Red Poppies

by Alai

Told through the eyes of the youngest son of a chieftan, it describes the feudal life in Tibet around the Second World War. The protagonist is assumed to be an idiot, the result of being conceived while his father was drunk. However, he keeps confusing everybody around him, as he will at times act with great wisdom, predict the future, or spurt words of profounded truth. This especially befiddles his father, who keeps wondering if his son is a fool acting smart, or a smart person acting like a fool, and cannot decide whether the boy is a contender as his heir.

A conflict with a neighboring lord sends the Maichi Chieftain to China to seek help. In return for the firearms, the chieftain agrees to plant poppies on his land. The poppies brings so much riches that the family is the envy of all his neighbors, and more conflicts ensure.

When I started reading the novel, I was shocked by the cruelty and brutality the Maichi family so wantonly display. Then I remember what I just read in Holy Cow and other books – how people in the West projected their idea of Utopia in Tibet, and imagined a world where everyone is friendly, gentle, spiritual and loving. The fact is Tibetans are just human. Why should it be more shocking that a group of Tibetan boys go around torturing animals, when boys do that in all other cultures? Or if a French king can kill a man to steal his wife, why can’t a Tibetan lord do the same? It also reminds me how the Chinese government maintained that they did the right thing to liberate Tibet from serfdom and slavery, and to bring civilization. I most certainly do not agree with their excuse of invasion, and, somehow after I’ve penned it, it curiously sounds like something coming from the previous U.S. administration.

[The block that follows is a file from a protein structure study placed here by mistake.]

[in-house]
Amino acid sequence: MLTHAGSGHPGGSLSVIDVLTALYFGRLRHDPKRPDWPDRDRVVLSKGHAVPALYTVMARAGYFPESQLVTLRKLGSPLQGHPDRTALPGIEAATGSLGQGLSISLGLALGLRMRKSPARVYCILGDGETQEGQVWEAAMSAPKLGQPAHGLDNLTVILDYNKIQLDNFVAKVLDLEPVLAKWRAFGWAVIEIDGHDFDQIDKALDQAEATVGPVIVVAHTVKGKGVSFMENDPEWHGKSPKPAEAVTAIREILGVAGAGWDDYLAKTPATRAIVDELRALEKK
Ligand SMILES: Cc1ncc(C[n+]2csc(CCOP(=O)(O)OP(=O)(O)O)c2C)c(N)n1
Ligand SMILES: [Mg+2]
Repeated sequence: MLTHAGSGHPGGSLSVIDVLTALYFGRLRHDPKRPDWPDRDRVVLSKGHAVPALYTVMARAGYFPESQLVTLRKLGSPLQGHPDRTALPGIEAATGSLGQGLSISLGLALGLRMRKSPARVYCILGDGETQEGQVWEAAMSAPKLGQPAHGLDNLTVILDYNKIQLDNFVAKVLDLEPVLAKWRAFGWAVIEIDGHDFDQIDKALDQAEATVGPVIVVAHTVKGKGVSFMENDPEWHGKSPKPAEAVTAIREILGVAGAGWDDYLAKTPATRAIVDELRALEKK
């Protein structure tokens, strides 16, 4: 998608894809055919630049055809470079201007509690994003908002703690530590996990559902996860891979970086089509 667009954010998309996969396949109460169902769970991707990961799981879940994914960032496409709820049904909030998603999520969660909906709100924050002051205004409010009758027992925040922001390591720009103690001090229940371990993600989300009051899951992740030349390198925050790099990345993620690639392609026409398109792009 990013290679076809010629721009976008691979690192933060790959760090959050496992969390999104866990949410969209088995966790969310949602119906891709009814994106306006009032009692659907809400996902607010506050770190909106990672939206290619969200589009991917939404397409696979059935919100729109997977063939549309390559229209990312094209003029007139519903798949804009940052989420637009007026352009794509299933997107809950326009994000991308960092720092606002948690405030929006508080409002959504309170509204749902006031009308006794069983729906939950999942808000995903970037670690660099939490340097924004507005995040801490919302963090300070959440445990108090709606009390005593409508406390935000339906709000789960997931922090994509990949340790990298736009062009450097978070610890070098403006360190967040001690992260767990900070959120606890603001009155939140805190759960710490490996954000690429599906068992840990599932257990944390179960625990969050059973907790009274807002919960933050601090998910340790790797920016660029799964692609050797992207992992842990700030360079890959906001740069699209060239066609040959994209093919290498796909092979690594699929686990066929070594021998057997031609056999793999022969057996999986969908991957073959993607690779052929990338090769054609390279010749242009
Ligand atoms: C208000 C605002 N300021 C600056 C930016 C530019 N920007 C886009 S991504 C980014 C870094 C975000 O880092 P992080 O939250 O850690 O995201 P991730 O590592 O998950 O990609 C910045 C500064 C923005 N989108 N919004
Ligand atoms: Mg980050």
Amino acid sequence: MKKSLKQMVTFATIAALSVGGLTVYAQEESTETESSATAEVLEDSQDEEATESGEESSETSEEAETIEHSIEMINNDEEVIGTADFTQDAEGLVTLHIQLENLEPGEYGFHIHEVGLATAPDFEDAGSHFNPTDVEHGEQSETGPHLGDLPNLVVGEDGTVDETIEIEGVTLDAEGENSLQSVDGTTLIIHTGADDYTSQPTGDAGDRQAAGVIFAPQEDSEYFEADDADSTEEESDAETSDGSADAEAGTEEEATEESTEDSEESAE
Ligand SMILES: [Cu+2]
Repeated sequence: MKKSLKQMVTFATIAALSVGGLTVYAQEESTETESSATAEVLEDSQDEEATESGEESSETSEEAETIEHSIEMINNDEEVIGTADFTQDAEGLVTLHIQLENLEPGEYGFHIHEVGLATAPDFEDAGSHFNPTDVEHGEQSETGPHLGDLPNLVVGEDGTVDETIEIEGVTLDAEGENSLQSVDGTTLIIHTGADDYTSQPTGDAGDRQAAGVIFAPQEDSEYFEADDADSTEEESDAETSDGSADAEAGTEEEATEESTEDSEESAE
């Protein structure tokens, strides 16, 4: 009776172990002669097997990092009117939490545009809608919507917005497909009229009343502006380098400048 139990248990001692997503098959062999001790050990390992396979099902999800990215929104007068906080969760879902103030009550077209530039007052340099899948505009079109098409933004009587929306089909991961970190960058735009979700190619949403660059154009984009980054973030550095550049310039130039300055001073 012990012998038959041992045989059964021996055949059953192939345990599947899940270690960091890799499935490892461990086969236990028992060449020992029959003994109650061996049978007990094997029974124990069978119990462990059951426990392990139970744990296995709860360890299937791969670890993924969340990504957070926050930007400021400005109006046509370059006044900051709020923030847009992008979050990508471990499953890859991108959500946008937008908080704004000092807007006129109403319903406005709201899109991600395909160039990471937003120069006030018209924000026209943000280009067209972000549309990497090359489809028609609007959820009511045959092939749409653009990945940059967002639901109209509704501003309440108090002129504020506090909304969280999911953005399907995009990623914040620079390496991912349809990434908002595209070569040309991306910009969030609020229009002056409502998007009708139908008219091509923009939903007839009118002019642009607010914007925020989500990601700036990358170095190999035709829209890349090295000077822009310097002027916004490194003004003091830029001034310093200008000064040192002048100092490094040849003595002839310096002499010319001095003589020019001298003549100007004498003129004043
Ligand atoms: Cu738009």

Anyhow, once I stopped being unsettled by the sex and gore, the book is a totally captivating read. There may be doubts about Young Master’s intelligience, but certainly not about the author’s brilliance. The prose is at times poetic, and the slightly-off mind captures things and moments in a fresh perspective. In one scene, the young man makes love in a poppy field, and the sap oozes out of the crushed poppies, “as if they were ejaculating, just like me”. As the protagonist is so unpredictable, the book becomes a compelling pageturner.

This is solidly one of the best novels I read this year. In fact, it has won the Mao Dun Prize, China’s most prestigious literary award. The author, Alai, is an ethnic Tibetan living in Sichuan, China, and the original story was written in Chinese. I definitely would love to read more of his books, though it looks like Red Poppies is the only one translated into English so far.

Published in: on September 15, 2010 at 2:12 am  Leave a Comment  

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